Goodin: House Democratic priorities for 2018 include helping families, investigating DCS, reforming elections
INDIANAPOLIS – Indiana House Democratic Leader Terry Goodin from Austin announced today that the caucus will focus in the 2018 Indiana General Assembly on initiatives to improve the lives of Hoosier families, bring needed election reform to our state, and find answers to the troubled state Department of Child Services (DCS).
In his opening remarks to House members, Goodin said the 30 House Democrats would strive to help Hoosiers have “the opportunity to get a good job so they can raise their families with dignity and their children can have hope for a brighter tomorrow.”
In that light, Goodin said the caucus would stand up for working families by seeking increases in the state minimum wage, “asking corporations that beg for handouts from our state’s taxpayers to pay a living wage for the workers they hire,” supporting the concept of equal pay for equal work, and protecting communities from the disaster of opioid abuse.
“We will stand firm in our belief that no one—NO ONE—should work a full-time job in Indiana and still live in poverty,” Goodin said.
To change a growing belief that Indiana has turned into “a state where the lawmakers select their constituents, rather than the other way around,” Goodin said House Democrats will strive to establish an independent commission to oversee the drawing of legislative and Congressional districts.
Goodin said House Democrats will press their Republican counterparts and Gov. Eric Holcomb to take a more active role in investigating the problems affecting DCS that caused its previous director, Mary Beth Bonaventura, to resign because she felt the current administration was pursuing policies that will, in her words, “all but ensure children will die.”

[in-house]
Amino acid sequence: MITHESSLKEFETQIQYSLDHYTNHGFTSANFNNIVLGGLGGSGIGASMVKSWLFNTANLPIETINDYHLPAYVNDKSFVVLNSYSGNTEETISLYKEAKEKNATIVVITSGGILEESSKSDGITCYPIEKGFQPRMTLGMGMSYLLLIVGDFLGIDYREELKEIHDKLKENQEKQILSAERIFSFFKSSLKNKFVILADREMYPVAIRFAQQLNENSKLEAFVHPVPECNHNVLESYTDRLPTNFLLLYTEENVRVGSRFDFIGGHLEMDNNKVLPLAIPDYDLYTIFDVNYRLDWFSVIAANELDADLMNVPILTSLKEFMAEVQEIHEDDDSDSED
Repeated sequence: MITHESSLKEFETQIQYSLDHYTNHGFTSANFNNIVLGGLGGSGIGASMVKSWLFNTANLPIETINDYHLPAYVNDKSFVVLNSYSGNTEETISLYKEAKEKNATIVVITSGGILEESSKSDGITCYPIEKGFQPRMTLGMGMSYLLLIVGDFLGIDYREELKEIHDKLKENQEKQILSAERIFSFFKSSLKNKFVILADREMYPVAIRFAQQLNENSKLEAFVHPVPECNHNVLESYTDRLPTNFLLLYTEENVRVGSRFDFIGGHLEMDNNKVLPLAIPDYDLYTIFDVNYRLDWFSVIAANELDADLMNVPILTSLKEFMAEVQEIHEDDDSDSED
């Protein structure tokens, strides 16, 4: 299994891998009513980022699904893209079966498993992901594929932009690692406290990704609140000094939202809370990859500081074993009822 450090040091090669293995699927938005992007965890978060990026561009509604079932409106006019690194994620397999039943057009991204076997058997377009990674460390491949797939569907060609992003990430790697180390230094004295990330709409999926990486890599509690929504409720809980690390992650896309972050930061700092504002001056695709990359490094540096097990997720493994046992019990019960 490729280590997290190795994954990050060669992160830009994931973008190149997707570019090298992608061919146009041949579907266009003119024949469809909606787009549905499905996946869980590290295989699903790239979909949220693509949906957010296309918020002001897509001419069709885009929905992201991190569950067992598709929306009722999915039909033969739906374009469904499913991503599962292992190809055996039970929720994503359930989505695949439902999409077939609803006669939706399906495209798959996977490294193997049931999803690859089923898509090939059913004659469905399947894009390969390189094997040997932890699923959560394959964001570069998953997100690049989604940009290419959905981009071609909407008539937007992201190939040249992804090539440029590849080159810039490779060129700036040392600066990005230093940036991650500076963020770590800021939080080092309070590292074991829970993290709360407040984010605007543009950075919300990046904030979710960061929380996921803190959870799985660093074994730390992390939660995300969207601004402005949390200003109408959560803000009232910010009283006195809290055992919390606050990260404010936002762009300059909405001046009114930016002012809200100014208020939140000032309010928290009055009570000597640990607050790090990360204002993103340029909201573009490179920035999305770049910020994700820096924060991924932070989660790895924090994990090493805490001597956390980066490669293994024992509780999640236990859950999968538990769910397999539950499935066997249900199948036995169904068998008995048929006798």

Holcomb already has announced the agency will be assessed by a private organization, but the governor chose not to include the Legislature in that assessment.
“If we as lawmakers simply stand by and let this mess fester without doing something…anything…then we have failed our mission,” Goodin said.
“I am demanding these bodies do something,” he continued. “We have oversight powers. Let us reach out to Gov. Holcomb and let him know that our equal branch of government will conduct hearings right now about how to repair DCS. If legislation is needed, then we can pass it.
“It doesn’t matter that this is a short session. As I recall, the purpose of a short session is to address emergency matters. What could be more dire than protecting at-risk children?” Goodin asked.
Finally, Goodin encouraged lawmakers on both sides of the aisle to begin to re-think the educational experience in Indiana, with an eye toward developing a new model that stresses rigor and achievement and a system that allows students to earn advanced degrees and specialized training before they leave high school.
“It is time to start listening to the demands of our local schools and funding them properly,” Goodin said. “Let’s give the education system back to the world’s best students, the world’s best parents, and the world’s best educators. That work should begin by inspiring debate on what we haven’t been doing.”